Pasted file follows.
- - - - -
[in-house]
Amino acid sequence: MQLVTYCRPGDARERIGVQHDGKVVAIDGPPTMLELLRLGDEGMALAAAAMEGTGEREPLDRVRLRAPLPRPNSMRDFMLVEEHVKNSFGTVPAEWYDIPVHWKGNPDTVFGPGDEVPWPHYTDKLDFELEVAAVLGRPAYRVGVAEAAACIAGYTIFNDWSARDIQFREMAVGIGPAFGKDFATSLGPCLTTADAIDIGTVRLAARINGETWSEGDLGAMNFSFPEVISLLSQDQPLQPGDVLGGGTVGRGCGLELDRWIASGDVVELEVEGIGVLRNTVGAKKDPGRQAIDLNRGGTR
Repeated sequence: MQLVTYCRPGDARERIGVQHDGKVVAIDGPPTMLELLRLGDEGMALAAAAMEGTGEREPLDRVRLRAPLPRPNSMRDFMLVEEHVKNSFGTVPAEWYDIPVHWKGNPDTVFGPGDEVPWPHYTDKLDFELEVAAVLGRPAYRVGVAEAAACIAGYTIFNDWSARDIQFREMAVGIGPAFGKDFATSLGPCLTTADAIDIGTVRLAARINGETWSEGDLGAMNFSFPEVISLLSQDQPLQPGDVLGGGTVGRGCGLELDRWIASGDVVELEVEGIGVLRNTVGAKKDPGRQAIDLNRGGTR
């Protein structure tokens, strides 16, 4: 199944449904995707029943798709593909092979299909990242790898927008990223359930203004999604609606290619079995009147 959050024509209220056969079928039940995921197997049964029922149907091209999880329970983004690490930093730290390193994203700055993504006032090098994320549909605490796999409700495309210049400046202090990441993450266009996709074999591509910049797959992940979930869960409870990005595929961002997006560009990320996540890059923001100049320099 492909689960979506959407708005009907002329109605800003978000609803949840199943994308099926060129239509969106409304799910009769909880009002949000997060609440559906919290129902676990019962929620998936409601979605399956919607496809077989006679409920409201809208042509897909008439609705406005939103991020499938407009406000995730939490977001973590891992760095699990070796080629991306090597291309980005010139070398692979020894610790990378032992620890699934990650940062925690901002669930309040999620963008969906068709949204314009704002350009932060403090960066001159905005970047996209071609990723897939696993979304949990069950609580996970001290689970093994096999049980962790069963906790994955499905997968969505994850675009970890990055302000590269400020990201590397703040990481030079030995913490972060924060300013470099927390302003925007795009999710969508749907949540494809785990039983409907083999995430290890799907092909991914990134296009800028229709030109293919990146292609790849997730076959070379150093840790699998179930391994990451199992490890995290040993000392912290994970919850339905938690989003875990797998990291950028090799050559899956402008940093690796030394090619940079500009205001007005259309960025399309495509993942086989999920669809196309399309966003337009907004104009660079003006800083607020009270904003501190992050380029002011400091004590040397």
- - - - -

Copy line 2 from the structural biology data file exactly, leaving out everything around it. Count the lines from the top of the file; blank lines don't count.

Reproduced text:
Amino acid sequence: MQLVTYCRPGDARERIGVQHDGKVVAIDGPPTMLELLRLGDEGMALAAAAMEGTGEREPLDRVRLRAPLPRPNSMRDFMLVEEHVKNSFGTVPAEWYDIPVHWKGNPDTVFGPGDEVPWPHYTDKLDFELEVAAVLGRPAYRVGVAEAAACIAGYTIFNDWSARDIQFREMAVGIGPAFGKDFATSLGPCLTTADAIDIGTVRLAARINGETWSEGDLGAMNFSFPEVISLLSQDQPLQPGDVLGGGTVGRGCGLELDRWIASGDVVELEVEGIGVLRNTVGAKKDPGRQAIDLNRGGTR